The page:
If you have a pneumococcal infection, your symptoms will vary depending on the type of infection you have.
Some common symptoms include:
You should contact your doctor as soon as possible if you:
You should also contact your doctor as soon as possible if your child is:
You should also see your doctor if you have any of the risk factors that make you more vulnerable to developing a pneumococcal infection.
Read about causes of pneumococcal infections for more information about these risk factors.
The most serious type of pneumococcal infection is bacterial meningitis, which requires immediate admission to hospital for emergency treatment.
Bacterial meningitis has a number of early warning signs that can occur earlier than the other symptoms.
As the condition gets worse it may cause:
The symptoms of bacterial meningitis are different in babies and young children. Possible symptoms include:
You should immediately request an ambulance if you suspect that you or someone you know has bacterial meningitis.
Pneumococcal infections are caused by bacteria called **Streptococcus pneumoniae (S. pneumoniae).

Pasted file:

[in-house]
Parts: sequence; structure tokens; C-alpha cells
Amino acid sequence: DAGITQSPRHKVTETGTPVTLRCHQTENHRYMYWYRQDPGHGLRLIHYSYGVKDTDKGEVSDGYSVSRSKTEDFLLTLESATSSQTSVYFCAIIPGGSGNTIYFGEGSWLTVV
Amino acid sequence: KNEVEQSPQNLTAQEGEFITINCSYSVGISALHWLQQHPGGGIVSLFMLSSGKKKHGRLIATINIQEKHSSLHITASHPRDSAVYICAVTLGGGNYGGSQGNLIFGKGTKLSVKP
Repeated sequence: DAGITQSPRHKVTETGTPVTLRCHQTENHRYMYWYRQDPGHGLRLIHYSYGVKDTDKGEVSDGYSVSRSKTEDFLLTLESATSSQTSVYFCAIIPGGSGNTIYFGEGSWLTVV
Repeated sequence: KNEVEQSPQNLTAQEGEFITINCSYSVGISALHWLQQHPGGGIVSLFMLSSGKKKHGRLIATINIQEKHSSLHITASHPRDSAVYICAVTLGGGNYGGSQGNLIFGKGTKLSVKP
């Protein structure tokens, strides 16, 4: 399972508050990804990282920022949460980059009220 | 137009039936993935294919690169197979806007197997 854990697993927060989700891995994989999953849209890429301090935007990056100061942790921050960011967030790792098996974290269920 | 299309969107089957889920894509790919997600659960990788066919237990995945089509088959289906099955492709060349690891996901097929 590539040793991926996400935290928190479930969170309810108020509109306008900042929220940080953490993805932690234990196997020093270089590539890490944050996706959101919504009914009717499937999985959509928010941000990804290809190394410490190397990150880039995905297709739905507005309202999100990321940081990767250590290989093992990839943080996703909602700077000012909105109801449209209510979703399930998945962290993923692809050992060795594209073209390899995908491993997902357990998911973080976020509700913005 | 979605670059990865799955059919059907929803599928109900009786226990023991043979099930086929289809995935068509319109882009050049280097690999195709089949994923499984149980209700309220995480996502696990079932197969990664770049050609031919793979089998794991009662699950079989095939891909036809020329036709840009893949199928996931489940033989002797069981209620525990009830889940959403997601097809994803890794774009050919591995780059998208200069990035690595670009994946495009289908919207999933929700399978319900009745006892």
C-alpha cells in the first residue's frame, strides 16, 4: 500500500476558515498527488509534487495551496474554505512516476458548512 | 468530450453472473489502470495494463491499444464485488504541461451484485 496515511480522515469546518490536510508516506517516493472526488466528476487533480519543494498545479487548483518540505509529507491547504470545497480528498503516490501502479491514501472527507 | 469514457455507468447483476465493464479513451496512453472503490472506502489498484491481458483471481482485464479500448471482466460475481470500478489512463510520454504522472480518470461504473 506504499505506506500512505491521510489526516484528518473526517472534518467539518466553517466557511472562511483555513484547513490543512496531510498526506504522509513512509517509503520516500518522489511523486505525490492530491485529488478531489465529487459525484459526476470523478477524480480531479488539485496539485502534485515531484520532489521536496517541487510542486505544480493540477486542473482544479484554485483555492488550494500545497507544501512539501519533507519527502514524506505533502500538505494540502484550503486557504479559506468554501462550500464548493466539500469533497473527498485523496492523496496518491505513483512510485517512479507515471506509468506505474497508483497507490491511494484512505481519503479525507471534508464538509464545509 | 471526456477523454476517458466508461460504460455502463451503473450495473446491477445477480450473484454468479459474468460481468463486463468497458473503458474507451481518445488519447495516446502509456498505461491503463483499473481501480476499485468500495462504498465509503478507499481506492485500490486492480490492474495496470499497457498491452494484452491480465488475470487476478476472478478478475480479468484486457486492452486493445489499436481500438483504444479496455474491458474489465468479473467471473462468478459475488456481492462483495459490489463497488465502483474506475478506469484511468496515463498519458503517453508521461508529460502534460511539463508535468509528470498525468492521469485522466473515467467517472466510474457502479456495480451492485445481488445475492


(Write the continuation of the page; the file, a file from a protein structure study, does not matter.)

There are more than 90 different strains of S. pneumoniae and some are much more likely to cause serious infection (virulent) than others.
Some strains can be easily killed by infection-fighting white blood cells, while others are resistant and likely to cause a more serious infection.
It is thought that between eight and 10 strains are responsible for two-thirds of cases of serious infections in adults, and most cases in children.
S. pneumoniae enter the human body through the nose and mouth, and an infection can be spread in the same way as a cold](/condition/cold-common) or [the flu. This can be through:
It is important to emphasise that pneumococcal infections are far less contagious than a cold or flu. This is because most people's immune systems are able to kill the bacteria before they have the opportunity to cause an infection.
Outbreaks of pneumococcal infections can sometimes occur in environments where there are many people who have poorly functioning immune systems, such as in children's nurseries, care homes for the elderly and shelters for people who are homeless.